PV Schools

Dear Staff and Community:

As we honor Black History Month, Lincoln’s Birthday and Washington’s Birthday in February, I wanted to share some reflections with you. Recently, based on a number of events, some local, some national, I have thought more about the role of civics and history in our schools.  Certainly, our required courses in U.S. History and Participation in Government address the issues that we have struggled with as a nation since our origins, as we strive to reach the ideals of our democracy. Those fortunate enough to have seen the play, Hamilton, have experienced a transformational realization of the wonder America and its freedoms represent to the world as well as our continually sharpened insights into the darker human sides of our “pursuit of happiness.”  Teaching about civics, about civil rights, and civil behavior takes place, not only in the classroom, but also in the daily interactions that constitute the climate and culture of our school. Most important, we strive to demonstrate inclusion of all students and their families in our educational arena. That means developing sensitivity to the different perspectives we encounter, to experiences that others have, incidents that may have made them sensitive to even inadvertent slights, and to the history of the African Americans who, from the beginning of our national consciousness, have suffered grave human injustice. 

In a recent NYT magazine article (www.nytimes.com/2016/02/07/magazine/the-painful), the author discusses the notion of “erasure” or making lives invisible through the way we construct and teach history and pay varied levels of attention to events that occur in the present and the past. One particular notation made me cringe. Apparently, the Texas State Board of Education has rewritten their approved history texts to omit any mention of Jim Crow, the Ku Klux Klan, and even the role of slavery as central to understanding the Civil War. Because Texas is such a populous state, its approved textbooks are often distributed nationally.  However, Putnam Valley is in another place, and I have been moved by classes in our schools that tackle the difficult moments in our history. Our teachers present the facts of those times caringly, candidly, and with respect for students whose stories and present were shaped by those moments.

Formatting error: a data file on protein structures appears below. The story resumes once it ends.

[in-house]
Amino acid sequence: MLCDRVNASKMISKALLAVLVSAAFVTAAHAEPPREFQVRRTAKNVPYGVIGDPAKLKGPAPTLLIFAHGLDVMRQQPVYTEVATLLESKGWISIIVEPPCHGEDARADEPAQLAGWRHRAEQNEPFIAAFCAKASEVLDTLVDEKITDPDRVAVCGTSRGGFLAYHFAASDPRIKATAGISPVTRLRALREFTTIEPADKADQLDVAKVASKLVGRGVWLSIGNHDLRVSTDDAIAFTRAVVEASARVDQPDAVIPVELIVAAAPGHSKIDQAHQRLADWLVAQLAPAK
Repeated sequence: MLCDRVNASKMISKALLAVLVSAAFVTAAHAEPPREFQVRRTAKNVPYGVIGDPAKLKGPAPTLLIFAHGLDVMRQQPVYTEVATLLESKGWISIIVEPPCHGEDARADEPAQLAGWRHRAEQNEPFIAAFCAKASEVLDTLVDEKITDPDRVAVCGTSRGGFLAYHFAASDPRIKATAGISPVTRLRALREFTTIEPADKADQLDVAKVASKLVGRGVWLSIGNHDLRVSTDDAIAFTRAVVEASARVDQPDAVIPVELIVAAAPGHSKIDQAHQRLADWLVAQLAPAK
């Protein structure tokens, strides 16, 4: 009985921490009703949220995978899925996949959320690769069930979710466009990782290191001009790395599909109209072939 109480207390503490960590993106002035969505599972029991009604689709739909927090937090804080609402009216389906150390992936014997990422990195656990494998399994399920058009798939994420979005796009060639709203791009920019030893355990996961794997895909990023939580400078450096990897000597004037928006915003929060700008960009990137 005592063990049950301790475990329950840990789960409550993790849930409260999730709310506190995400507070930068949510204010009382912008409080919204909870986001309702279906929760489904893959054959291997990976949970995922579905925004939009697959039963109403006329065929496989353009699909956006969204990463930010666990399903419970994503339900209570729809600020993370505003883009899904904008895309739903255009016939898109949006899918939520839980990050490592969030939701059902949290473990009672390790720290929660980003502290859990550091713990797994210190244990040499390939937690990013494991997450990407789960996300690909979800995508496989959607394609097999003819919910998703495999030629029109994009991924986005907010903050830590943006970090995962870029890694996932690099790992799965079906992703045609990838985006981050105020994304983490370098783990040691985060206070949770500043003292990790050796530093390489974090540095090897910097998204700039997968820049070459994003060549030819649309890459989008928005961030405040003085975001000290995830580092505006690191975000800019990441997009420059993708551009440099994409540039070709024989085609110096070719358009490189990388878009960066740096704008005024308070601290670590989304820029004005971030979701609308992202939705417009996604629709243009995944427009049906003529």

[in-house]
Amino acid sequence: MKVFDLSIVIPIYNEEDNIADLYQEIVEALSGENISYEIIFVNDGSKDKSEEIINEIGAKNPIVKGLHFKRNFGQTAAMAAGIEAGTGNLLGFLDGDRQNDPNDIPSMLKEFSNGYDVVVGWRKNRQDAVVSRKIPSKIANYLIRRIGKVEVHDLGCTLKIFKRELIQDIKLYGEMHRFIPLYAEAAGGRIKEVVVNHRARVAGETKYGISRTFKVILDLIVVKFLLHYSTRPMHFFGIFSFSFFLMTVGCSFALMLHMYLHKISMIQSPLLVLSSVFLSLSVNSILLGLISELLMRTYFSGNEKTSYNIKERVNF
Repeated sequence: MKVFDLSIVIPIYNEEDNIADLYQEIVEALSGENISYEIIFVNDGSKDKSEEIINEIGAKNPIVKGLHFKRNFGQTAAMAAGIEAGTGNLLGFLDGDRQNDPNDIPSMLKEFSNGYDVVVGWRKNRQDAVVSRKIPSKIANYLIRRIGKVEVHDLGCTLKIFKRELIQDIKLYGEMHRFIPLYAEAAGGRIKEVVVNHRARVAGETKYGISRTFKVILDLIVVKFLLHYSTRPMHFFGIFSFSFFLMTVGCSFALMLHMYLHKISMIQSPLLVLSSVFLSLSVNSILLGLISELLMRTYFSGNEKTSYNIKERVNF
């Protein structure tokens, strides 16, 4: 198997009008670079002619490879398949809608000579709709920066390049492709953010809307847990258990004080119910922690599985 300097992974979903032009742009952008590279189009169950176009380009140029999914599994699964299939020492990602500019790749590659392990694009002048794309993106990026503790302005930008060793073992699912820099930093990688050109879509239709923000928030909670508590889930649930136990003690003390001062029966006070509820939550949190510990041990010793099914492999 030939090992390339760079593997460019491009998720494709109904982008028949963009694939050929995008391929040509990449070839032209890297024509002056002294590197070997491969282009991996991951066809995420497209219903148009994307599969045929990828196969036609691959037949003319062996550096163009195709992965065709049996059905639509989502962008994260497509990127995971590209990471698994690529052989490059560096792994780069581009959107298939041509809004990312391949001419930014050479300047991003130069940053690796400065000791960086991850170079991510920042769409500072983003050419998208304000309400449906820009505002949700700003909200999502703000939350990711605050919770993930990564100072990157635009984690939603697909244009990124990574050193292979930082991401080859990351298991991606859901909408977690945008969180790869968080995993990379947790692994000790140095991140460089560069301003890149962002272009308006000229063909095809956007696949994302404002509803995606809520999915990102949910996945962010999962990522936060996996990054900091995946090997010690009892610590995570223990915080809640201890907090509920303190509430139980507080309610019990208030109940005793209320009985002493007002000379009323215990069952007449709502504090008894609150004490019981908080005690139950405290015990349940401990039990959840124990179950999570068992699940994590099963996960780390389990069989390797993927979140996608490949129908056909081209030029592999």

Our literature classes also tackle these subjects, whether students are reading Eagle Song, Roll of Thunder, Here my Cry or Long Walk to Water or Color Purple, To Kill a Mockingbird, or Night, they are exposed to the nuances and layers of meaning that exist in the human struggle to understand and empathize with each other. In fact in our high school’s most recent magazine, “Illiterature,” posted on website, you can read a student analysis of Reconstruction, that seeks to understand the role of that murky, often misinterpreted period in our history.

There is an instructive and meaningful TED talk by Chhimamanda Ngozi Adichie, The Danger of A Single Story, (http://ed.ted.com/on/oQQimtYK) that is particularly moving, as she explains the way people become diminished by simplified and one-dimensional stereotypes, ignoring the complexity of our individual stories.  By reminding us to respect the uniqueness of each human story, Adiche compels us to pay attention to our responsibility to preserve the dignity of each member of our community.

I hope we can all find a good way to honor February’s important historical markers, including, of course, Valentine’s Day, when love is celebrated.  

Have a safe and enjoyable winter break!


Dr. Frances Wills
Superintendent of Schools